Visa & Health
Visas for Uruguay are not required by nationals referred to above for stays of up to three months.
Nationals not referred to above are advised to contact the embassy to check visa requirements for Uruguay.
Addresses of consulates
- Paris | Ambassade d’Uruguay
15, rue Le Sueur
Tél. : 01.45.00.81.37
- Ambassade de France en Uruguay
Avenida Uruguay 853
CC 290 Montevideo
Tél. : +598 21705 0000
- Uruguayan embassy
125 Kensington High Street
W8 5SF London
Tél. : 020 7937 4170
Fax : 020 7376 0502
It's a good thing to get your vaccinations in order before travelling to Uruguay. The general vaccination against Diphtheria, Tetanus and Polio (DTP) is recommended. Also a hepatitis A vaccination is recommended and vaccination against hepatitis B, rabies and typhoid are also sometimes recommended for stays longer than 3 months.
Budget and money
MasterCard, Visa, American Express, and Diners Club are the most commonly used credit cards. All are widely accepted in major tourist and business destinations including Montevideo, Punta del Este and Colonia del Sacramento. In rural areas, it's best to carry cash as many businesses will not accept credit cards.
ATMs marked with the green Banred or blue Redbrou logo are reliable and available in all cities, as well as some smaller towns. These serve all major international banking networks, including Cirrus, Visa, MasterCard and Maestro.
Telephone and jetlag
Roaming agreements exist with some international mobile phone operators. Visitors should check with their service provider before travelling. Mobile phones and SIM cards can also be easily obtained locally and are usually a less expensive option, especially for longer stays. Coverage is good in urban areas and patchy elsewhere.
Time zone is GMT -3
Area: 176,215 sq km (68,037 sq miles).
Population: 3.3 million (2013).
Population density: 18.9 per sq km
Language: The official language is Spanish. Along the northern border with Brazil, many residents also speak a hybrid of Spanish and Portuguese known as Portuñol.
Religion: Roman Catholic is the predominant religion (47%), followed by Protestants (11%). Other religious minorities, including Judaism, account for less than 2% of the population. 40% of Uruguayans claim no religious affiliation.
Political regime: Republic
President: Tabaré Vazquez
Manufacturing is concentrated in oil and coal-derived products, chemicals, textiles, transport equipment and leather products. The oil and coal, both for manufacturing and energy consumption (the latter supplemented by Uruguay's own hydroelectricity stations), are imported. Mining is confined to small-scale extraction of building materials, industrial minerals and some gold. The tourism industry brings in just under US$1 billion annually.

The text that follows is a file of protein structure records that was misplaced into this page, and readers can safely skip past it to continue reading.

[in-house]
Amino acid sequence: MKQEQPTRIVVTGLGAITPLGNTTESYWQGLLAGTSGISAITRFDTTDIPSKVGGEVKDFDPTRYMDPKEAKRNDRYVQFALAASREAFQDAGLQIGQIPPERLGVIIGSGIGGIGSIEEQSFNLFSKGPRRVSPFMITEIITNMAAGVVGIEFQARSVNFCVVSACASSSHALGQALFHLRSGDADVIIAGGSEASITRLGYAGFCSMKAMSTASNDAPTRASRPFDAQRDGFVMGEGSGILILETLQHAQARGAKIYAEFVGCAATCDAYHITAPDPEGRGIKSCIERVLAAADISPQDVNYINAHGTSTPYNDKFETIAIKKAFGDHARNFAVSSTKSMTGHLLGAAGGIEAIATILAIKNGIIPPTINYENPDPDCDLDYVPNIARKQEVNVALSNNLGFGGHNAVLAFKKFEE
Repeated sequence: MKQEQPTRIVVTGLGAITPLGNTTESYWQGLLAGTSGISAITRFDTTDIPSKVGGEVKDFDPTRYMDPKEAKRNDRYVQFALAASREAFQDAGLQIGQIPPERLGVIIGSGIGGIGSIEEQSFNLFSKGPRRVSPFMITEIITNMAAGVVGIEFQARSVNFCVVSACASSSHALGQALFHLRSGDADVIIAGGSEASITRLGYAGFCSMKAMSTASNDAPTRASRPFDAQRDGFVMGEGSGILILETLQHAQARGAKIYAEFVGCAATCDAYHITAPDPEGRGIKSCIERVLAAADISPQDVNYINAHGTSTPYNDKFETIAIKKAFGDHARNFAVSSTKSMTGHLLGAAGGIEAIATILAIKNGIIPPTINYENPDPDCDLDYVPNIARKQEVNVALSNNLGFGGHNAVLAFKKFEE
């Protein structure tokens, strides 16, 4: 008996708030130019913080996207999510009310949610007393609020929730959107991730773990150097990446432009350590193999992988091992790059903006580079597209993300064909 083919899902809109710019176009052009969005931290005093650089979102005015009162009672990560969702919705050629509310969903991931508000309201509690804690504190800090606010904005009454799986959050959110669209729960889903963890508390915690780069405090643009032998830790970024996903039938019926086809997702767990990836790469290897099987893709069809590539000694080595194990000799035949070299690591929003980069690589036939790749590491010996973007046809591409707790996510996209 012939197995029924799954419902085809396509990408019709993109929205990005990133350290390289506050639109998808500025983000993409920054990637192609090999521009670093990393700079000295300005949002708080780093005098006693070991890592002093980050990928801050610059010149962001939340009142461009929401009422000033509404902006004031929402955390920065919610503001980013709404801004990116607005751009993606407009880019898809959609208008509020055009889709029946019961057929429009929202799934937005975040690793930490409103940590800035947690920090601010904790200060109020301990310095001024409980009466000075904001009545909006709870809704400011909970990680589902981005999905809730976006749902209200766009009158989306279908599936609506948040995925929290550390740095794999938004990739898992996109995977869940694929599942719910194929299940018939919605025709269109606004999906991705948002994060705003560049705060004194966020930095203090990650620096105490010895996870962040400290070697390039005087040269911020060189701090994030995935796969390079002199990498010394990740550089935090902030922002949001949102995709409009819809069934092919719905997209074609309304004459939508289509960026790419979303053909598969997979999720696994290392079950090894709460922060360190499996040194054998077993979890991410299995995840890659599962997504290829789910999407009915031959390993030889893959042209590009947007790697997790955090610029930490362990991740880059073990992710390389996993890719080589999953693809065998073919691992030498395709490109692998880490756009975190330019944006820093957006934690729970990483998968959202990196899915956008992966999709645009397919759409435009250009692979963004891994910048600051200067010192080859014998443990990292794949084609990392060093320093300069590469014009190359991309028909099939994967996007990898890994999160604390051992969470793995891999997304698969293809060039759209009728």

Uruguay's economic health depends heavily on that of its two large neighbours, Argentina and Brazil. In August 2002, both Argentina and, to a lesser extent, Brazil were gripped by financial crises. This led to a collapse in the cross-border trade upon which Uruguay is heavily dependent.
The government was forced to take emergency measures in the form of currency devaluation, loan rescheduling and, in an unusually drastic move, closing down the country's entire financial system as it approached meltdown. It also appealed for support from the IMF, which responded with a US$3 billion package. With the worst of the crisis past, Uruguay is now returning to something approaching economic health.
The Spanish arrived in the territory of present-day Uruguay in 1516, but the people's fierce resistance to conquest, combined with the absence of gold and silver, limited settlement in the region during the 16th and 17th centuries. Uruguay became a zone of contention between the Spanish and the Portuguese empires. The first permanent settlement on the territory of present-day Uruguay was founded by the Spanish in 1624 at Soriano on the Río Negro. In 1669-71, the Portuguese built a fort at Colonia del Sacramento. Spanish colonization increased as Spain sought to limit Portugal's expansion of Brazil's frontiers. Montevideo was founded by the Spanish in the early 18th century as a military stronghold.